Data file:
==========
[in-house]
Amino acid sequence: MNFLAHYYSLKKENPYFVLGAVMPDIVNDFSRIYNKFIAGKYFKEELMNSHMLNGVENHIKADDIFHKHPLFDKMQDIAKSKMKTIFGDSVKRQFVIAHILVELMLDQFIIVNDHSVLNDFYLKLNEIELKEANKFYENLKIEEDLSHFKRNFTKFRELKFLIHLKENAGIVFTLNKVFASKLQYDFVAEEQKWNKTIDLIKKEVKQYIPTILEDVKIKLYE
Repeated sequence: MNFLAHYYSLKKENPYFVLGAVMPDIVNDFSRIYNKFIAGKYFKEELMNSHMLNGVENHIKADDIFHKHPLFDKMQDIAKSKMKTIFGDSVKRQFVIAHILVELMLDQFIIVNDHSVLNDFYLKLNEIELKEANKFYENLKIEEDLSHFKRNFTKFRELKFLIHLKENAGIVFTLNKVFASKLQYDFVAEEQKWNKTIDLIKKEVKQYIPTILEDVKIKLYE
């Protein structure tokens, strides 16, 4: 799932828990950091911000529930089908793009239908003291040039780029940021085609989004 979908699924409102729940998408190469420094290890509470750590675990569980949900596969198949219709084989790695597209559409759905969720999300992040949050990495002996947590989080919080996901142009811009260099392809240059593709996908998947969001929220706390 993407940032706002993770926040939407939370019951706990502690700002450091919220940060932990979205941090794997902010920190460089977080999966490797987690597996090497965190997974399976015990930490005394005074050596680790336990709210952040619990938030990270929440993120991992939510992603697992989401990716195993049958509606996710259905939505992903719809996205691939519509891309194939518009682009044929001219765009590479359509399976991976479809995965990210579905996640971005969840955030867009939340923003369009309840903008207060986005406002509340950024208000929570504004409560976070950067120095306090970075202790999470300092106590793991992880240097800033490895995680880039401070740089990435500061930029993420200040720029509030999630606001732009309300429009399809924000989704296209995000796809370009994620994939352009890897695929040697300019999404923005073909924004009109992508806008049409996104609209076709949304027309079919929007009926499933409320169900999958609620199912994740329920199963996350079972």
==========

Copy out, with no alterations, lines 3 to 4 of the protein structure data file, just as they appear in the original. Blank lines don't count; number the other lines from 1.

Repeated sequence: MNFLAHYYSLKKENPYFVLGAVMPDIVNDFSRIYNKFIAGKYFKEELMNSHMLNGVENHIKADDIFHKHPLFDKMQDIAKSKMKTIFGDSVKRQFVIAHILVELMLDQFIIVNDHSVLNDFYLKLNEIELKEANKFYENLKIEEDLSHFKRNFTKFRELKFLIHLKENAGIVFTLNKVFASKLQYDFVAEEQKWNKTIDLIKKEVKQYIPTILEDVKIKLYE
């Protein structure tokens, strides 16, 4: 799932828990950091911000529930089908793009239908003291040039780029940021085609989004 979908699924409102729940998408190469420094290890509470750590675990569980949900596969198949219709084989790695597209559409759905969720999300992040949050990495002996947590989080919080996901142009811009260099392809240059593709996908998947969001929220706390 993407940032706002993770926040939407939370019951706990502690700002450091919220940060932990979205941090794997902010920190460089977080999966490797987690597996090497965190997974399976015990930490005394005074050596680790336990709210952040619990938030990270929440993120991992939510992603697992989401990716195993049958509606996710259905939505992903719809996205691939519509891309194939518009682009044929001219765009590479359509399976991976479809995965990210579905996640971005969840955030867009939340923003369009309840903008207060986005406002509340950024208000929570504004409560976070950067120095306090970075202790999470300092106590793991992880240097800033490895995680880039401070740089990435500061930029993420200040720029509030999630606001732009309300429009399809924000989704296209995000796809370009994620994939352009890897695929040697300019999404923005073909924004009109992508806008049409996104609209076709949304027309079919929007009926499933409320169900999958609620199912994740329920199963996350079972």